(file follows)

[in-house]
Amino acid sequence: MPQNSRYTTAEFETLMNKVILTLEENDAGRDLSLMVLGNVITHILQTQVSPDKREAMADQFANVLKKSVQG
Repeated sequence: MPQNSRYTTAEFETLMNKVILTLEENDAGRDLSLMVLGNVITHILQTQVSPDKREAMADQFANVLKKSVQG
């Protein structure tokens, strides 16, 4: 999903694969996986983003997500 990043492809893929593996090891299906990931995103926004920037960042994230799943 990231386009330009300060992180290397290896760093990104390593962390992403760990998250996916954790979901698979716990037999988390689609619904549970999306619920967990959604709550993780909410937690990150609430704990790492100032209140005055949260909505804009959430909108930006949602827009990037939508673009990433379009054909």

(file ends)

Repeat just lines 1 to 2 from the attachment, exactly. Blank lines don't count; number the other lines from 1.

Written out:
[in-house]
Amino acid sequence: MPQNSRYTTAEFETLMNKVILTLEENDAGRDLSLMVLGNVITHILQTQVSPDKREAMADQFANVLKKSVQG